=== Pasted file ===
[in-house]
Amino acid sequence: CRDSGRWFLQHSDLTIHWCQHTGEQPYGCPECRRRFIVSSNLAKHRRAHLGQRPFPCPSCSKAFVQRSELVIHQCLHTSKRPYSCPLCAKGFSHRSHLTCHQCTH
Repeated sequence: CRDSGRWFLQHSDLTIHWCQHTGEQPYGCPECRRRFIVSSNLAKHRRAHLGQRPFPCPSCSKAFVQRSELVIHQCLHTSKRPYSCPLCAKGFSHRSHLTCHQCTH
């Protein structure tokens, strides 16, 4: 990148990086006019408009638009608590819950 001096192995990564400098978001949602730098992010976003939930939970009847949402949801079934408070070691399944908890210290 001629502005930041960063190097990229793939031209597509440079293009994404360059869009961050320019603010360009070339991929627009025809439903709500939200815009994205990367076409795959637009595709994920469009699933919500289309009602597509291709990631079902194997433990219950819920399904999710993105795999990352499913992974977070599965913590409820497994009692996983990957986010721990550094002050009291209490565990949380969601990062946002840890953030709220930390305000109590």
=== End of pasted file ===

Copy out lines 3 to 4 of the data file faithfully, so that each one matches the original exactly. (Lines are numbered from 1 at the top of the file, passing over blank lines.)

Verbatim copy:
Repeated sequence: CRDSGRWFLQHSDLTIHWCQHTGEQPYGCPECRRRFIVSSNLAKHRRAHLGQRPFPCPSCSKAFVQRSELVIHQCLHTSKRPYSCPLCAKGFSHRSHLTCHQCTH
């Protein structure tokens, strides 16, 4: 990148990086006019408009638009608590819950 001096192995990564400098978001949602730098992010976003939930939970009847949402949801079934408070070691399944908890210290 001629502005930041960063190097990229793939031209597509440079293009994404360059869009961050320019603010360009070339991929627009025809439903709500939200815009994205990367076409795959637009595709994920469009699933919500289309009602597509291709990631079902194997433990219950819920399904999710993105795999990352499913992974977070599965913590409820497994009692996983990957986010721990550094002050009291209490565990949380969601990062946002840890953030709220930390305000109590």